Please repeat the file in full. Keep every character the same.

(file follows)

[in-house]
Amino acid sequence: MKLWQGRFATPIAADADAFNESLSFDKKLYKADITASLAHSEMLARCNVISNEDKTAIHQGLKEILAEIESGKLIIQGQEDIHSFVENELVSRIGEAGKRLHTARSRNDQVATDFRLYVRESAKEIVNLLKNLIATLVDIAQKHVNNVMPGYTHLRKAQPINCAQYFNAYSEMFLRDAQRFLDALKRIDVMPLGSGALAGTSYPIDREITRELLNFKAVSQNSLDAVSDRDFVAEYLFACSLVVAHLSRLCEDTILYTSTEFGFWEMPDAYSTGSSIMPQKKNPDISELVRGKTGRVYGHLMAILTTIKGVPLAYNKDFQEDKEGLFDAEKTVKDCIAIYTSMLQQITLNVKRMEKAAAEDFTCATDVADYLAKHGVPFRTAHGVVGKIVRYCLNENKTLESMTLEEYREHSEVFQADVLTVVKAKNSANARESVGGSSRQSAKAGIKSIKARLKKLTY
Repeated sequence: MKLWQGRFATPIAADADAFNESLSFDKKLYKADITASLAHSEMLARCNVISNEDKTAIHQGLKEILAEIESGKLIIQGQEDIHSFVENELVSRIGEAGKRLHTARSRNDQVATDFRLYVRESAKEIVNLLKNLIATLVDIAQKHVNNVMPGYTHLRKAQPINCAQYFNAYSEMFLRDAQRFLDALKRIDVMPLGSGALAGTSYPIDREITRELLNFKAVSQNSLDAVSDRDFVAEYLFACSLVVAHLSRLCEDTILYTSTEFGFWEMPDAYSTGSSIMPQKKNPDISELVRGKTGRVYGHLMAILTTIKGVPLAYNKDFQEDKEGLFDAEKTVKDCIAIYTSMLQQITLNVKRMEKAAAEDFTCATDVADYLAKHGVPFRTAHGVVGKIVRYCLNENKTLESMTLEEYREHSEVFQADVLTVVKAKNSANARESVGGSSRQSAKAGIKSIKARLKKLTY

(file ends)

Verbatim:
[in-house]
Amino acid sequence: MKLWQGRFATPIAADADAFNESLSFDKKLYKADITASLAHSEMLARCNVISNEDKTAIHQGLKEILAEIESGKLIIQGQEDIHSFVENELVSRIGEAGKRLHTARSRNDQVATDFRLYVRESAKEIVNLLKNLIATLVDIAQKHVNNVMPGYTHLRKAQPINCAQYFNAYSEMFLRDAQRFLDALKRIDVMPLGSGALAGTSYPIDREITRELLNFKAVSQNSLDAVSDRDFVAEYLFACSLVVAHLSRLCEDTILYTSTEFGFWEMPDAYSTGSSIMPQKKNPDISELVRGKTGRVYGHLMAILTTIKGVPLAYNKDFQEDKEGLFDAEKTVKDCIAIYTSMLQQITLNVKRMEKAAAEDFTCATDVADYLAKHGVPFRTAHGVVGKIVRYCLNENKTLESMTLEEYREHSEVFQADVLTVVKAKNSANARESVGGSSRQSAKAGIKSIKARLKKLTY
Repeated sequence: MKLWQGRFATPIAADADAFNESLSFDKKLYKADITASLAHSEMLARCNVISNEDKTAIHQGLKEILAEIESGKLIIQGQEDIHSFVENELVSRIGEAGKRLHTARSRNDQVATDFRLYVRESAKEIVNLLKNLIATLVDIAQKHVNNVMPGYTHLRKAQPINCAQYFNAYSEMFLRDAQRFLDALKRIDVMPLGSGALAGTSYPIDREITRELLNFKAVSQNSLDAVSDRDFVAEYLFACSLVVAHLSRLCEDTILYTSTEFGFWEMPDAYSTGSSIMPQKKNPDISELVRGKTGRVYGHLMAILTTIKGVPLAYNKDFQEDKEGLFDAEKTVKDCIAIYTSMLQQITLNVKRMEKAAAEDFTCATDVADYLAKHGVPFRTAHGVVGKIVRYCLNENKTLESMTLEEYREHSEVFQADVLTVVKAKNSANARESVGGSSRQSAKAGIKSIKARLKKLTY